Log In

Come Join Us!

Are you an
Engineering professional?
Join Eng-Tips Forums!
  • Talk With Other Members
  • Be Notified Of Responses
    To Your Posts
  • Keyword Search
  • One-Click Access To Your
    Favorite Forums
  • Automated Signatures
    On Your Posts
  • Best Of All, It's Free!

*Eng-Tips's functionality depends on members receiving e-mail. By joining you are opting in to receive e-mail.

Posting Guidelines

Promoting, selling, recruiting, coursework and thesis posting is forbidden.

Students Click Here

Interpretation of the plastic criteria in ISO 13628-7?

Interpretation of the plastic criteria in ISO 13628-7?

Interpretation of the plastic criteria in ISO 13628-7?

Dear colleagues,

I have received a report from an analysis supplier in which it is stated that the principal strain limit refered to in item D.2.5 of the ISO 13628-7 (2%) may be compared, when applied to the item a) in D.2.4, to the average of principal strains (I'm talking about FEA results here), taken on a line perpendicular to the surface showing a principal strain above 2%.

This approach is looking like a strain linearization, but I found no directions or rules for it anywhere in the text.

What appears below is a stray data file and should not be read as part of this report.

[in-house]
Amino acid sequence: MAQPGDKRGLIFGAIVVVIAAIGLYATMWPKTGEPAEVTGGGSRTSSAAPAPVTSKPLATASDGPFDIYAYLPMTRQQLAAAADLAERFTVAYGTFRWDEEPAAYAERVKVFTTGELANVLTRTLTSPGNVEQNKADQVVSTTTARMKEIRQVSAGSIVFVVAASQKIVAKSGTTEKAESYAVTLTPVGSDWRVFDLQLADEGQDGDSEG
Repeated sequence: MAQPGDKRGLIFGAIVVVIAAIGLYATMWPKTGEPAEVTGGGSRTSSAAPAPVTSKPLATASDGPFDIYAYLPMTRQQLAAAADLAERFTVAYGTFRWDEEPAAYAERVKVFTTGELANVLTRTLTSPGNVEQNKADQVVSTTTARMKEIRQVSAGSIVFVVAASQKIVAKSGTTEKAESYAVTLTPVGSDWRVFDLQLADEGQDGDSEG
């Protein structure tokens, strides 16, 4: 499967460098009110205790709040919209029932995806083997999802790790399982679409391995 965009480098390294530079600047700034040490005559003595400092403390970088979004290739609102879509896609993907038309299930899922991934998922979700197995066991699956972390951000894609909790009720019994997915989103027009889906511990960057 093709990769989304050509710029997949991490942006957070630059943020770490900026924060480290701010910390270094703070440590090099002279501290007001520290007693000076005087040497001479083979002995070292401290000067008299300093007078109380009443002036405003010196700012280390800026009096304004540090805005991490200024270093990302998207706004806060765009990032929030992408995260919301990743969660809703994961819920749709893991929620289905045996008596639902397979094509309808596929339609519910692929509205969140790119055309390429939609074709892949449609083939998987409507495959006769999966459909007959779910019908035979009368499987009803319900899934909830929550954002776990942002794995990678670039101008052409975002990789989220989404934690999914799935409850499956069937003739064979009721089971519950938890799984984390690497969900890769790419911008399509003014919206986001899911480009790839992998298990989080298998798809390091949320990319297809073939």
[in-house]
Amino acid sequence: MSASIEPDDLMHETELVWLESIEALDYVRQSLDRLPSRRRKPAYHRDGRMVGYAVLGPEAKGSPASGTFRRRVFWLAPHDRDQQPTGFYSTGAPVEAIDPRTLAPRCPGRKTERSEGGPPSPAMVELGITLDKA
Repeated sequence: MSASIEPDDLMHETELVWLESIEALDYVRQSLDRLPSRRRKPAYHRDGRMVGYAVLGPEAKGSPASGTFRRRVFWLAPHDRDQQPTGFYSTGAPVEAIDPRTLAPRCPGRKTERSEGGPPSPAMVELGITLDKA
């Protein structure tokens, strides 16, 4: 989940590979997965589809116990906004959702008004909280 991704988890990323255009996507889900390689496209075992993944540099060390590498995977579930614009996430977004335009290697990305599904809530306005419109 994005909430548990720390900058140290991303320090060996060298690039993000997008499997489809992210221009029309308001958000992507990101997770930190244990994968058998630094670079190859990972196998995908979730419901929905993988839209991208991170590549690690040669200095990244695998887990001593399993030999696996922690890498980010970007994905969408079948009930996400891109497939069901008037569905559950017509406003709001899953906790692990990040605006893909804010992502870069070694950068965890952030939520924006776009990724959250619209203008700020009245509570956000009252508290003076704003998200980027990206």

As I understand, the strain limit refered to in D.2.5, being applied to a strain gauge reading in a physical test, would only be applied to the surface value in the similar FEA analysis, because the strain gauge only reads a surface value.Is this correct?

Any comments are welcome.

I thank you all for your attention.

Best regards.

Helio CB
Replies continue below

Recommended for you

Red Flag This Post

Please let us know here why this post is inappropriate. Reasons such as off-topic, duplicates, flames, illegal, vulgar, or students posting their homework.

Red Flag Submitted

Thank you for helping keep Eng-Tips Forums free from inappropriate posts.
The Eng-Tips staff will check this out and take appropriate action.

Reply To This Thread

Posting in the Eng-Tips forums is a member-only feature.

Click Here to join Eng-Tips and talk with other members! Already a Member? Login


Close Box

Join Eng-Tips® Today!

Join your peers on the Internet's largest technical engineering professional community.
It's easy to join and it's free.

Here's Why Members Love Eng-Tips Forums:

Register now while it's still free!

Already a member? Close this window and log in.

Join Us             Close